My second degree was a technical one, all about skills in the computer science and electrical engineering fields. Given that, it was mostly focused on training me to be an electrical engineer or a computer programmer in the aerospace industry, which was big in Southern California in the first of the 1980s when I got my degree. I never ended up working in that industry because IT jobs in the “business” sector paid much better.

Now admittedly, I may be somewhat of a unique case, and other people may not have had such rich experience outside of their formal school settings. But given all that, here are what I consider to be the job related skills I learned at school…

1. Basic reading skills – Elementary school
2. Basic arithmetic skills – Elementary school and junior high
3. Basic writing skills – Elementary school
4. Set theory – Junior high math class
5. Basic public speaking – High school and college classes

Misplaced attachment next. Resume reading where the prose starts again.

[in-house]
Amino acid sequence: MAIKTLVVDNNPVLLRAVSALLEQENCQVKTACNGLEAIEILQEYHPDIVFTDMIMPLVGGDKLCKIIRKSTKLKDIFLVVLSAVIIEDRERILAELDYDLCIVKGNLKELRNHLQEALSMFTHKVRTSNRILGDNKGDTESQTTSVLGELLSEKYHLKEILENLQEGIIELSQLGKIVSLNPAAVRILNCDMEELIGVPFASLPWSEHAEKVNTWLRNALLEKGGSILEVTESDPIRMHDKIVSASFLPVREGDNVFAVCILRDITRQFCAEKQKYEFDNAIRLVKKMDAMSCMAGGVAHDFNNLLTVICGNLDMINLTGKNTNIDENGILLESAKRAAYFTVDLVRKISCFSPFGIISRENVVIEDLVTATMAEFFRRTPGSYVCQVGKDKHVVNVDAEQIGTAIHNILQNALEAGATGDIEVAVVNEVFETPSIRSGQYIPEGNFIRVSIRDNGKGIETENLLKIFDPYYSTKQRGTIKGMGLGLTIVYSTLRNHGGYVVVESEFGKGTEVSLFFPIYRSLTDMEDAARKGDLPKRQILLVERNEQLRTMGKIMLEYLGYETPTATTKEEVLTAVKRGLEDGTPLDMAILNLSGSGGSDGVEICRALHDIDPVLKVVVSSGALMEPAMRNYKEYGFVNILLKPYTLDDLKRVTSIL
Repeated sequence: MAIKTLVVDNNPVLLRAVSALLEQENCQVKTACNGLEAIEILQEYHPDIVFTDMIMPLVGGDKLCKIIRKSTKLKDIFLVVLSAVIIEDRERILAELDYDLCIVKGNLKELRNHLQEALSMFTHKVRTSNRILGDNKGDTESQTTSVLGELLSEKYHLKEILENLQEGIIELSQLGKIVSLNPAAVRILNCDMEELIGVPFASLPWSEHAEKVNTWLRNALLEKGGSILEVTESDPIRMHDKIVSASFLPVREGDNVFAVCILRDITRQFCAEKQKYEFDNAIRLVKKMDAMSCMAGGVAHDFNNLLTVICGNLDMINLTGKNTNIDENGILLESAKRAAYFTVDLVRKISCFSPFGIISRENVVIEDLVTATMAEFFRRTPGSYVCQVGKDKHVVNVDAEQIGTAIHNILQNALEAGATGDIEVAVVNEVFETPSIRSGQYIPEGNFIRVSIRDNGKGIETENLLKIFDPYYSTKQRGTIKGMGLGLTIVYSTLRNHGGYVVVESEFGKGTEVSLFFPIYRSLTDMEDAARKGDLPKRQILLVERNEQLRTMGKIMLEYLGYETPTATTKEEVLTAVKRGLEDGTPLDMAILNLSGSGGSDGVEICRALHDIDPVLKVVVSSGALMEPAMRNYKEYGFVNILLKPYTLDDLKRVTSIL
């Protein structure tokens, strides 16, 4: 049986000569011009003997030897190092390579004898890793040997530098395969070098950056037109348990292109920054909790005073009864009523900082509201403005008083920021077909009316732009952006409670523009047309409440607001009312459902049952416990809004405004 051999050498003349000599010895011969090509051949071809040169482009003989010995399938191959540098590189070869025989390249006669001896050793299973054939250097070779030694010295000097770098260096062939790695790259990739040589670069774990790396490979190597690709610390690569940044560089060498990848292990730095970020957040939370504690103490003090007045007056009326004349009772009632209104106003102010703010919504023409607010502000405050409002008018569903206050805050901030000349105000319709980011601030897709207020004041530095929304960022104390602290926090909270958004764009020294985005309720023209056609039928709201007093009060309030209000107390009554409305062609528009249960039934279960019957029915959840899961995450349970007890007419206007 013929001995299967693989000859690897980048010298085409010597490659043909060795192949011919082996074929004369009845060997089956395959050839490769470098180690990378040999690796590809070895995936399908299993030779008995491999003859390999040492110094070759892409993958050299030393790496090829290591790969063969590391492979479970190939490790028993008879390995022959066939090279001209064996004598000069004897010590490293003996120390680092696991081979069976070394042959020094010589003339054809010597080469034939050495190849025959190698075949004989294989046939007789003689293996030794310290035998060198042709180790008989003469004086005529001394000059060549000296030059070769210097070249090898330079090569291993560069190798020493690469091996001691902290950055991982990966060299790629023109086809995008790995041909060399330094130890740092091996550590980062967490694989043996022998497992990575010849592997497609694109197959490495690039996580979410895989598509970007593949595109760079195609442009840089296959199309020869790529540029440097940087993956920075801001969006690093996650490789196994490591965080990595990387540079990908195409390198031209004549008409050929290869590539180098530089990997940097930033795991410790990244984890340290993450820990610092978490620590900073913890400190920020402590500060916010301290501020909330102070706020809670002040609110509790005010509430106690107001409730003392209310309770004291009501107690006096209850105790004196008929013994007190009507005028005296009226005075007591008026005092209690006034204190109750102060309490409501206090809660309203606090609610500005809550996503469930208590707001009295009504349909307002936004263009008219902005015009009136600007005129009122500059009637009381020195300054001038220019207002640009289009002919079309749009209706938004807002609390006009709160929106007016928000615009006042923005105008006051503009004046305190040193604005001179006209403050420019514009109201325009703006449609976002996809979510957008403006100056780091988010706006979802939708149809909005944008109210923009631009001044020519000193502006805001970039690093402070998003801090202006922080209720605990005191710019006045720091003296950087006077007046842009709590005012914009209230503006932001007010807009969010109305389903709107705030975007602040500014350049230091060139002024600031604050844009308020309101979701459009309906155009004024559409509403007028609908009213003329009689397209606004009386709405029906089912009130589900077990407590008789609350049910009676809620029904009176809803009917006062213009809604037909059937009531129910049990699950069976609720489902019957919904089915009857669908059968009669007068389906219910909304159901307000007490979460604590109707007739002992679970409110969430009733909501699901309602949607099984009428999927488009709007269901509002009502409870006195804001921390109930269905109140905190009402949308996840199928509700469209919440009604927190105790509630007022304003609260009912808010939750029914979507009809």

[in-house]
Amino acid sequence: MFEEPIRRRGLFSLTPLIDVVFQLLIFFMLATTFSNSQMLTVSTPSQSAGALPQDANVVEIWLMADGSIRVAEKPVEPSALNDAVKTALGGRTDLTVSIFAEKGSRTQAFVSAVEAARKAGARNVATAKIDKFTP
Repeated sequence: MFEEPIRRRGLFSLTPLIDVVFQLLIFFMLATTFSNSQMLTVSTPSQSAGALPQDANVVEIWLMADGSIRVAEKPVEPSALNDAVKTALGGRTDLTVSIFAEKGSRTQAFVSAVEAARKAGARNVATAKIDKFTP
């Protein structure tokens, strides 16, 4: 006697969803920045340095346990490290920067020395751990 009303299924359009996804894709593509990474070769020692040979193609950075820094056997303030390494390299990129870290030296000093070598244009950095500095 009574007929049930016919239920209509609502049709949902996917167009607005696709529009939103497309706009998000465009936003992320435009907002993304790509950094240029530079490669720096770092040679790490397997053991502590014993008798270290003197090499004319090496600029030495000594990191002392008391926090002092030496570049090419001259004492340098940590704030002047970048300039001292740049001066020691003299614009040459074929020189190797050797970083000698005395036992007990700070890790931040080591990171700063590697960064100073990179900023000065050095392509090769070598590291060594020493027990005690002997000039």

6. Business process modeling – College class
7. Basic structured computer programming – College classes
8. Economics – College class
9. Basic technical writing – College class

Now here are the job related skills that I learned outside of formal educational settings in my “regular life” or in some cases “on the job”…

1. Basic design and implementation – Designing sets and lights for theater productions and then building those sets and setting those lights
2. Basic teamwork – Playing on Little League baseball teams and pick-up games
3. Collaboration on projects – Mounting theatrical productions and playing military simulations with several players on each side
4. Basic systems theory and process modeling – Playing sophisticated military simulation board games
5. Basic strategy and logistics – Playing sophisticated military simulation board games
6. Time and critical path management – Working as a short-order cook
7. Persuasive writing – Writing volunteer and money appeals for community groups plus writing this blog
8. Supervisory skills – Coordinating volunteers for a community organization
9. Data analysis and management skills – Maintaining prospect, donor and volunteer lists and coordinating direct mail campaign for a community organization and working as a systems and business analyst